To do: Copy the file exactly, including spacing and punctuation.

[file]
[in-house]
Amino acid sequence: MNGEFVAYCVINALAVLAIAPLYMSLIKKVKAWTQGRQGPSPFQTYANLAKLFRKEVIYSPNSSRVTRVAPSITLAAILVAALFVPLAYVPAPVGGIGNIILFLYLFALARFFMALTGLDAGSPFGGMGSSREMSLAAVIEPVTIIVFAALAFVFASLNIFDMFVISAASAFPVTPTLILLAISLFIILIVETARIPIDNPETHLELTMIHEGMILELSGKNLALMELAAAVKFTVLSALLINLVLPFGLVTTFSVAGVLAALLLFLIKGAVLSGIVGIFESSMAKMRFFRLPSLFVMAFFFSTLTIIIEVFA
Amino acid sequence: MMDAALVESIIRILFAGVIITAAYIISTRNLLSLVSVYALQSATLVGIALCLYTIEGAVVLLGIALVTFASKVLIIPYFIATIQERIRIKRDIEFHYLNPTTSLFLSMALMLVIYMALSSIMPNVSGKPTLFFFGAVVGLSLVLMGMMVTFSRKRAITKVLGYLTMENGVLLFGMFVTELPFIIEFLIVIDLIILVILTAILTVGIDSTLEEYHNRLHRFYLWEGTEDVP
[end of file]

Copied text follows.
[in-house]
Amino acid sequence: MNGEFVAYCVINALAVLAIAPLYMSLIKKVKAWTQGRQGPSPFQTYANLAKLFRKEVIYSPNSSRVTRVAPSITLAAILVAALFVPLAYVPAPVGGIGNIILFLYLFALARFFMALTGLDAGSPFGGMGSSREMSLAAVIEPVTIIVFAALAFVFASLNIFDMFVISAASAFPVTPTLILLAISLFIILIVETARIPIDNPETHLELTMIHEGMILELSGKNLALMELAAAVKFTVLSALLINLVLPFGLVTTFSVAGVLAALLLFLIKGAVLSGIVGIFESSMAKMRFFRLPSLFVMAFFFSTLTIIIEVFA
Amino acid sequence: MMDAALVESIIRILFAGVIITAAYIISTRNLLSLVSVYALQSATLVGIALCLYTIEGAVVLLGIALVTFASKVLIIPYFIATIQERIRIKRDIEFHYLNPTTSLFLSMALMLVIYMALSSIMPNVSGKPTLFFFGAVVGLSLVLMGMMVTFSRKRAITKVLGYLTMENGVLLFGMFVTELPFIIEFLIVIDLIILVILTAILTVGIDSTLEEYHNRLHRFYLWEGTEDVP